Album Review: Big Al & the Heavyweights – Sunshine On Me


This CD review was originally published in the June 20, 2013 edition of Blues Blast Magazine. Be sure to check out the rest of the magazine at 

Big Al & the Heavyweights – Sunshine On Me
Self Release through Blusiana Records

Sunday, September 7, 2014
Posted by: Rex

New Orleans is a mixture of different cultures, sensation and vibes, and it is cool that a few of Louisiana’s native sons have formed a band that is producing diverse music that any Crescent City native would be proud to call their own. That band is Big Al & the Heavyweights, which had its genesis in 1992 as the Unknown Blues band with founding members Warren Haynes and Al Lauro. After Dickey Betts tapped Warren on the shoulder with an invitation to be in the Allman Brothers (how could one resist?) Al pushed on and changed the band’s name to its current moniker. 

They have earned a stout fan base by sticking to a solid game plan: making good music and getting out there to prove themselves to live audiences. The band has cut six well-done albums and is on the road more often than not, playing regularly around the Gulf States with occasional forays into the Midwest and points beyond, including the Chicago House of Blues. It does not hurt that they have staunch celebrity advocates (Dan Ackroyd and Emeril Lagasse) who are in their corner and are who do a stand-up job of getting their music out to the masses. 

The Heavyweight lineup for Sunshine On Me includes New Orleans native Al on vocals and drums, bassist Dean Galatas from Bayou Liberty and two guys from Baton Rouge: Harmonica Red on the harp and James Bass on vocals and lead guitars. John “The Colonel” Fuhrman plays the harmonica and provides background vocals and Wayne Lohr plays the B3 and accordion as well as handling the lead vocals on a few of the tracks. This is an impressive line-up, and their talent is outshined by their ability to bring out the best in each other. 

This most recent release includes eleven tracks, and you will find that their recordings have become more eclectic over the years, integrating element of blues, rock, jazz and Zydeco. The band has arrived at a place where they have their own sound, and it is a marvelous thing to behold. This is evident from the first track, “Don’t You Want Me,” which is hard to categorize in only one genre. It has an obvious blues foundation, but the hand percussion gives it a Cajun / roots music feel, and the break at the end of each verse is a real kick. 

“What’s Up With That” has a more traditional blues feel, with a driving bass line and some nice work from James Bass on the sax and vocals. His voice is versatile, sounding very different from the opening track. You will find that their songwriting is mature, with this song constructed well to sync with the clever lyrics.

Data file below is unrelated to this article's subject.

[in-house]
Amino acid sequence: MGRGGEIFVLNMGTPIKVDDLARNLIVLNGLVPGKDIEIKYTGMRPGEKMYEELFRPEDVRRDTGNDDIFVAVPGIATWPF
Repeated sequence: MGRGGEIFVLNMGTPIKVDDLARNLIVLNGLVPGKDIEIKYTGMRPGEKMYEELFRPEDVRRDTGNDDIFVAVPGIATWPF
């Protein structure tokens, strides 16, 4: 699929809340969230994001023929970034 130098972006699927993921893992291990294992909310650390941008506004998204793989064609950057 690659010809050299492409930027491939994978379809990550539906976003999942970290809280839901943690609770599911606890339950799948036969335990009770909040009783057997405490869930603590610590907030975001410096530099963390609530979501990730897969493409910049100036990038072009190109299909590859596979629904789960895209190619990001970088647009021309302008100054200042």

In the title track you will hear the heavy sounds of producer Anders Osborne’s electric guitar and the familiar tone of guest artist Warren Haynes’ slide guitar. This southern rock feel is seasoned with a tasty bit of Wurlitzer piano from Wayne Lohr. He takes over the vocal chores on “Money Matters,” a slow low-down blues song with wonderful harp playing from Fuhrman. Lohr also whips up his accordion for “Dance With Me,” a short Louisiana-fueled dancehall tune. 

The Heavyweights pull out the stops with two down home Zydeco songs: “Pass a Good Time” and “Zydeco Boogie.” The combination of squeeze box, fiddle and washboard on these tunes provide a fun contrast with the road house and blues elements found throughout the rest of Sunshine On Me. Osborne did a fabulous job of producing this album and integrating all of these different styles, and all of the tracks play perfectly due to the engineering work of George Cureau and mastering by Parker Dinkins. 

My favorite track on this disc is “Midnight Train to Memphis,” a blues rocker with some fine bass playing from Dean “The Bass Machine” Galatas. He does an admirable job of doubling Bass’ guitar work as Lohr belts out the throaty vocals while working the Hammond organ. The Colonel brings everything together on this one with his groovy harmonica stylings. 

Big Al & the Heavyweights have come a long way since their first album, and Sunshine On Me is a just reward for two decades of hard work. It is a great listen and you should check it out for yourself. Also, make sure that you look through their website to see when they will be in town next so you can catch their live performance. With over a hundred shows per year the chances are good they will be near you at some point. I will surely be keeping an eye out for them during my travels! 



Rex and the Bass